All of Jeff’s rules are couched in the form of things a reviewer should not do. Rule 1 is about “Bringing an agenda to a review that makes it impossible for the reviewer to appreciate what the writer intended with his or her book”. The “makes it impossible” is key to this rule. If the reviewer is so deeply inside a belief system that he is unable to see the book in any other context then the review may not make much sense to others. I’m thinking in particular of Marxist reviewers. As I recall I once said about an academic reviewer that his objective was to promote Marxism first and review the book second, which for me made for a less interesting review. But hey, if you are committed to Marxism, that is what you do (and as it turned out he was pleased with the description of his work).
More widely, if you are writing a review column for a Feminist web site, or a Libertarian magazine, then of course you will bring an agenda to the reviews. Matt Cheney might talk about how you should write for yourself, not for an audience, but that is the creative writer in him speaking. Reviewing is often more journalism than creative writing, and writing for an audience is what journalists do. Certainly if you want to sell reviews you have to think like a journalist.
Finally, while I’m sure Jeff didn’t intend this, some people are going to simplify that rule. Somewhere down the line, someone is going to write a review from a Feminist or Libertarian or Marxist or Christian or whatever viewpoint and get told “your review has an agenda and Jeff VanderMeer says that is bad.” Every reviewer has an agenda of some sort, it is just a question of how strong it is, and in what context it is applied.
Rule 2 is about “Making a (veiled) personal attack on the author”. This is indeed a bad thing. If I were to start a review by saying “X is a complete arsehole and I hate everything he has written” that would not make for a good review. But I also know from experience that even a mildly negative review of a book may be taken as a vicious personal attack on the author by a fan of that author. That fan will then write to you and tell you what an awful person you are. There are people out there who apparently believe that my entire purpose in writing Emerald City was to launch vicious personal attacks on authors. It didn’t seem that way to me, but it obviously seemed that way to them.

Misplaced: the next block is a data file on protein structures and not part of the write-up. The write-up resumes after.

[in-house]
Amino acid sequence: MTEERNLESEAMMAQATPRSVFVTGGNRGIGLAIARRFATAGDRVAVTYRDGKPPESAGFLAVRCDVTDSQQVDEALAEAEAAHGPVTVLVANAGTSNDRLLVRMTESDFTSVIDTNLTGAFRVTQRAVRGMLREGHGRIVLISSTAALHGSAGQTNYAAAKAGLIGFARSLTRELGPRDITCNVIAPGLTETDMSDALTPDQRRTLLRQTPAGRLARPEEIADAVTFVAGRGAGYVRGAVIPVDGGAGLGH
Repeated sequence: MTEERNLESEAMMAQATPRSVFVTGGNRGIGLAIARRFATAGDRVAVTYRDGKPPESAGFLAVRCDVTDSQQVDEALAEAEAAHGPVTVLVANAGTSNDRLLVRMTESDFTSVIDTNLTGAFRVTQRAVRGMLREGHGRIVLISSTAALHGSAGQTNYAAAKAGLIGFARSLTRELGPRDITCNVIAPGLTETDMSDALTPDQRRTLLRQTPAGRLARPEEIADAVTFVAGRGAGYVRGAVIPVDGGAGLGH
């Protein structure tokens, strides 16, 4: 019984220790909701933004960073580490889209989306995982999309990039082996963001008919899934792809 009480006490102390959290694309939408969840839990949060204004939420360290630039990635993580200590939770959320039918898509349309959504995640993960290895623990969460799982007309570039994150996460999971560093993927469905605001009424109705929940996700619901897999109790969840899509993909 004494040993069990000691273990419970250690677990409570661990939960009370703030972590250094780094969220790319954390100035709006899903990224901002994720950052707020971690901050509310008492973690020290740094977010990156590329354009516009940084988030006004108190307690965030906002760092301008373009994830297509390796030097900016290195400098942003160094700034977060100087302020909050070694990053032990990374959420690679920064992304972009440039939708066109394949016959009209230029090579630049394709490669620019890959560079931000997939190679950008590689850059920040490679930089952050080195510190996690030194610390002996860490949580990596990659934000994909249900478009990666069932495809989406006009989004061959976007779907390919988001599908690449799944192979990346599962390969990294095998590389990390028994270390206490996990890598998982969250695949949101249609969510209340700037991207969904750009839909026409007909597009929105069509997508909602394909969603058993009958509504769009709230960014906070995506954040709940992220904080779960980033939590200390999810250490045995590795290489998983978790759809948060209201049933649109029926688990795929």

Rule 3 is about “Placing yourself at the center of the review”. It is entirely true that a review that is all about the reviewer is unlikely to be of any great interest except to fans of the reviewer. But as Jeff himself says in comments on the post, that doesn’t mean that you can pretend that your reviews are objective. There’s no such thing as an objective review. So whether your review is too subjective or not is a matter of degree, and possibly a matter of who you are and who your audience is. It may irritate a writer to find his book being “reviewed” by a self-centered celebrity who talks more about himself than the book, but the chances are that review will sell more copies of the book than a much more objective piece by a less well known.
Rule 4: “Engaging in territorial debates”. Arguing over whether a particular book is authentically Interstitial or not is generally silly. But review readers want to know what a book is like, and comparing it to other, similar works is often a very powerful way of getting the message over. Authors tend to hate this, because they like to think that their work is unique, but readers are generally looking for “more like this” recommendations, where “this” is something that they have read before and enjoyed.